This Court has discretion to dismiss frivolous or malicious in forma pauperis complaints under 28 U.S.C. § 1915(d). Wilson v. Rachn M, 878 F.2d 772, 774 (3d Cir. 1989). The U.S. Supreme Court has instructed that § 1915 provides the Court with the authority "... to dismiss a claim based on an indisputably meritless theory, but also the unusual power to pierce the veil of the complaint's factual allegations and dismiss those claims whose factual contentions are clearly baseless." Neitzke v, Williams, 490 U.S. 319, 327 (1989). In fact, the statute not only empowers the court to screen out frivolous cases before the complaint is served, it actually encourages it. Roman v. Jeffes, 904 F.2d 192, 195-96 (3d Cir. 1990).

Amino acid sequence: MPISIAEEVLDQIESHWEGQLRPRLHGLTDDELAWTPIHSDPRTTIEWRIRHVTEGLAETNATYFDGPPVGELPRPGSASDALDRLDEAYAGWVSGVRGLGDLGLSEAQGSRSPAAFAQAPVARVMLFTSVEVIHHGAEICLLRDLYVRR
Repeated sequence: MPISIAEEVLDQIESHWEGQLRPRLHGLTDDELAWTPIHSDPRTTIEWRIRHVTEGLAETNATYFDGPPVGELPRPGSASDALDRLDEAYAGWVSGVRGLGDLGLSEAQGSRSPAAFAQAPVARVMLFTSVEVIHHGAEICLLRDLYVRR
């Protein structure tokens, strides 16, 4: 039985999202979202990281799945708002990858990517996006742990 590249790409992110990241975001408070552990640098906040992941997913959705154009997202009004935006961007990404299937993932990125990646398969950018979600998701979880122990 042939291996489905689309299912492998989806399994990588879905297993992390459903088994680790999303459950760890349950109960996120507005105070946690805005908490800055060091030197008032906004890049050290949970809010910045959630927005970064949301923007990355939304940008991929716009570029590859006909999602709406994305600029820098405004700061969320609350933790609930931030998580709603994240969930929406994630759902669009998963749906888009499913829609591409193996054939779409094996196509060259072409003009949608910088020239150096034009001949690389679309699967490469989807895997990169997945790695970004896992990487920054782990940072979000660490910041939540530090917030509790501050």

Evaluating motions to proceed in forma pauperis under 28 U.S.C. § 1915 is a two-step process. See Id. at 194 n.1. "First, the district court evaluates a litigant's financial status and determines whether (s)he is eligible to proceed in forma pauperis under § 1915(a). Second the court assesses the complaint under [§ 1915(e)(2)] to determine whether it is frivolous." Id. (internal citation omitted). Therefore, only after the district court grants the request to proceed in forma pauperis may it dismiss the complaint as legally frivolous. See Jackson v. Brown, 460 Fed.Appx. 77, 79 n.2 (3d Cir. 2012) ("As a procedural matter, therefore, the District Court should have addressed Jackson's [in forma pauperis] motion before dismissing the complaint as frivolous, rather than deny the [in forma pauperis] motion as moot after dismissal."); Spuck v. Fredric, 414 Fed.Appx 358, 359 (3d Cir.2011) ("When a complaint is submitted along with an [in forma pauperis] application, the complaint is not deemed filed unless and until [in forma pauperis] status is granted. [... ] in that situation, the District Court must first rule on the [in forma pauperis] application and, only if it grants the application, proceed to determine whether the complaint should be dismissed under 28 U.S.C. § 1915(e)(2)(B).").